Keith asked: As a professional player, how do you maximize training time, so as to maintain a high level of match fitness without burning yourself out over the course of a long footballing season?

Neil: It's difficult, but try to bear in mind that professional players train between 2, 2-and-a-half hours a day. It's difficult to burn out.

This is something that grates on me because I don't believe in the "burn out" theory. 10-15 years ago, players were playing 60, 70, 80 games a season and yes, the game is a lot faster now than it was but, if you look after yourself and you get adequate rest, and you treat your body right, and you eat and drink the right things, training shouldn't really be a problem. It's the best job in the world and if players look after themselves, then they should be ok.

Goat wanted to know: Neil, did you ever shag a model?

Neil: Bearing in mind my wife is about ten feet away from me, I'll go with a diplomatic "no comment" on that one.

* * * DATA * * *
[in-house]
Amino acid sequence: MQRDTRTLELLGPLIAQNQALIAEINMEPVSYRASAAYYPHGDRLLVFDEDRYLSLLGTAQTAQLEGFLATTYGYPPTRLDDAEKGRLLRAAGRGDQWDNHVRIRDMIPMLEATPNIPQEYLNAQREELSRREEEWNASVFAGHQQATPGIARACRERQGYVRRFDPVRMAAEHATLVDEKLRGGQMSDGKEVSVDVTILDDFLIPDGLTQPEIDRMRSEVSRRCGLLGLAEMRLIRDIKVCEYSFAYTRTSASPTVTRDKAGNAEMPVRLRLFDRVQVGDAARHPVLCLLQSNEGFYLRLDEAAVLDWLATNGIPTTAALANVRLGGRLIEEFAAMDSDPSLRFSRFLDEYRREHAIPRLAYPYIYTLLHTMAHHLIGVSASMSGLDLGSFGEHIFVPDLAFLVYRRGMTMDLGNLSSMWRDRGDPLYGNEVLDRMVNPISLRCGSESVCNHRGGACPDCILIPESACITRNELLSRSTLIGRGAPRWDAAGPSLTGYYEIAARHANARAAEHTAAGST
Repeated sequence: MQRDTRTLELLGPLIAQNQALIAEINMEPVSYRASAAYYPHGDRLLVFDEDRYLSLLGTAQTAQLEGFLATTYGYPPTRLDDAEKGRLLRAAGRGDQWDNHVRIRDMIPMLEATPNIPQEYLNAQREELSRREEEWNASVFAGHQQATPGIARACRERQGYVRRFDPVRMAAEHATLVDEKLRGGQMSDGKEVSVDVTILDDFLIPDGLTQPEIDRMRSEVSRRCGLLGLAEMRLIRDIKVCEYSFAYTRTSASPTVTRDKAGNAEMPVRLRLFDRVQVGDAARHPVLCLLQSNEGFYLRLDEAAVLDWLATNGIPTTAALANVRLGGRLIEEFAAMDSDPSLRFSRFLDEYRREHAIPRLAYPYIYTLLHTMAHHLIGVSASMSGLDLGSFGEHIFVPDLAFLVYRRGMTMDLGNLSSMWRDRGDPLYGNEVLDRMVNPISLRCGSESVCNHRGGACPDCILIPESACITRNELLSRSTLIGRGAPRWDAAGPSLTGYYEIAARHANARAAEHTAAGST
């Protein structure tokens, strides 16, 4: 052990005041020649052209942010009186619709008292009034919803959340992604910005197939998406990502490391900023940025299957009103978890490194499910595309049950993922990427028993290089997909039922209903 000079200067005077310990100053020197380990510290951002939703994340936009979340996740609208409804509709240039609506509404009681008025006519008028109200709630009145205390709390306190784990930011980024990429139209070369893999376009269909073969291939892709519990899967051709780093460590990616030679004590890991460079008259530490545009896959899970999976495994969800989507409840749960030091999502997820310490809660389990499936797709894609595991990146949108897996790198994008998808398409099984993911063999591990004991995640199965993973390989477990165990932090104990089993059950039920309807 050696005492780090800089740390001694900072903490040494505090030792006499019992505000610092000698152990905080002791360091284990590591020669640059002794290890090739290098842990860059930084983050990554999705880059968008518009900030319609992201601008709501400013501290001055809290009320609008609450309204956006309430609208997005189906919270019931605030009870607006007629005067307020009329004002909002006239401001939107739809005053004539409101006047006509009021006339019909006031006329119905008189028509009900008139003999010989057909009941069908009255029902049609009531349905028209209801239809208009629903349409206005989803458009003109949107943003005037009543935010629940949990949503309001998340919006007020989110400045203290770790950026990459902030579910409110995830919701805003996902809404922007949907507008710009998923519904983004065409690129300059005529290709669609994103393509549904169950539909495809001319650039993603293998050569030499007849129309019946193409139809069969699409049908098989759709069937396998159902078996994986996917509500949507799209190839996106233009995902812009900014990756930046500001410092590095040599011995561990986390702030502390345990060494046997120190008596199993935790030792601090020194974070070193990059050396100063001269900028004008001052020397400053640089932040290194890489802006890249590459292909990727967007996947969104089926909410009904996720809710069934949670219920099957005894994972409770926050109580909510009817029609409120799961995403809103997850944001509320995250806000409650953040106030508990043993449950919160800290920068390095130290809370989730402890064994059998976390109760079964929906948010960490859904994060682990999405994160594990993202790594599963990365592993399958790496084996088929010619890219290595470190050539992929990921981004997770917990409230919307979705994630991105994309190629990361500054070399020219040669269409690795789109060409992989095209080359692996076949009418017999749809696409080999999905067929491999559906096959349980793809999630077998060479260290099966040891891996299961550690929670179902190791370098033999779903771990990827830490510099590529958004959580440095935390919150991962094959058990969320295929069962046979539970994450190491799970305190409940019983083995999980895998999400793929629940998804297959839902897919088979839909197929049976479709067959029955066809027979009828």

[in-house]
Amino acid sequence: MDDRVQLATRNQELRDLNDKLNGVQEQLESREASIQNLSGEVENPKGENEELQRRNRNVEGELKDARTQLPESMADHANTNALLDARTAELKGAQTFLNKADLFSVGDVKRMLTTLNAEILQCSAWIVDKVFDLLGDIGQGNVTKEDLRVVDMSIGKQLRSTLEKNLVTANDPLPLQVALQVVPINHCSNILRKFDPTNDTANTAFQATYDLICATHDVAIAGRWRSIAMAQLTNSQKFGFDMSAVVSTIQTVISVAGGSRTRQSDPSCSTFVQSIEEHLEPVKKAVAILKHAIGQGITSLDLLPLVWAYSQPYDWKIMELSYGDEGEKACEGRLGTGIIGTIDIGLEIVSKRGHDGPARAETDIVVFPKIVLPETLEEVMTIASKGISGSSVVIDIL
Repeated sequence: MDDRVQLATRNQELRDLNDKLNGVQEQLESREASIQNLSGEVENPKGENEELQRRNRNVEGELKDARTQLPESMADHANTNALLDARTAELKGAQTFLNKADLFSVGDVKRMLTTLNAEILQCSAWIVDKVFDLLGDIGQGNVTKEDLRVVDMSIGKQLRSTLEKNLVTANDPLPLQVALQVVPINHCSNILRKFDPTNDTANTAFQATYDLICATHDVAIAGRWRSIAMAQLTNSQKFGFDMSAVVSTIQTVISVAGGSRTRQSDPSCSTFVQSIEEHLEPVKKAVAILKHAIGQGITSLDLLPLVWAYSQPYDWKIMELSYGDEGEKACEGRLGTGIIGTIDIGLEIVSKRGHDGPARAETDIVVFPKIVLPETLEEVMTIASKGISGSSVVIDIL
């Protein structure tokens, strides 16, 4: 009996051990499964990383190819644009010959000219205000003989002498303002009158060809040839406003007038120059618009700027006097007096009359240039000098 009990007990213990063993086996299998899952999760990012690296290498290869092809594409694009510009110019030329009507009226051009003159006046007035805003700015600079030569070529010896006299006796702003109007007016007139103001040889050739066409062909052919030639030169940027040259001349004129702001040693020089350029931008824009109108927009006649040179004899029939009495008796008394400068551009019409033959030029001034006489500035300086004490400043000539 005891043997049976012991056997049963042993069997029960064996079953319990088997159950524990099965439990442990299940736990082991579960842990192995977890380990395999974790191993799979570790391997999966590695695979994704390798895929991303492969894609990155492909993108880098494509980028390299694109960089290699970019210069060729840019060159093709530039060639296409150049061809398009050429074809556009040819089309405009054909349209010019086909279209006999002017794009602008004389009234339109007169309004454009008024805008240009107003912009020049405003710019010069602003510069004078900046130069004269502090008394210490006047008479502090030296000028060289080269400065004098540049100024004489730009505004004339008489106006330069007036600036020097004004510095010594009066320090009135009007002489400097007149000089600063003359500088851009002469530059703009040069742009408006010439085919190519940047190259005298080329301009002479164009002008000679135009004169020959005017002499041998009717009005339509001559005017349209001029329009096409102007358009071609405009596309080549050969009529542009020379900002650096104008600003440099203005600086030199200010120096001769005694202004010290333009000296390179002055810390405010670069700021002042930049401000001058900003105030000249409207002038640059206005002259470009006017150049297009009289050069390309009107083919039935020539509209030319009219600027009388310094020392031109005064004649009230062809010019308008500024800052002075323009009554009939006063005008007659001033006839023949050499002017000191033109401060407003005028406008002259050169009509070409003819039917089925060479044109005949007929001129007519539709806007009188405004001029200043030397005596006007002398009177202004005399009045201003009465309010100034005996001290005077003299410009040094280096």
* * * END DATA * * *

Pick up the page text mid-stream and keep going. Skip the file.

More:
Andrew asks: What's the biggest difference between playing in the First Div/Prem and playing in the Championship?

Neil: Pure and simple. People talk about the pace of the game. That's a misnomer. I think you will find the pace of the game in the Championship and the Prem are the same. Football is a quick game.

The massive difference is the quality. If you give the ball away in the Championship, you'll get it back after five or six passes. You give the ball away against a Premiership side, and you might not get it back, and it might cost you a goal. I found the biggest difference is not in the pace but in the quality and technique of the players. If you watch Premiership football, the players are technically excellent, if you watch Championship football then maybe one, two, maybe three in the team are technically excellent, the rest are not.

U75 said: Were there any days where you said to yourself, "I have no desire to put on that ugly kit ever again."? (Sorry Bigus!)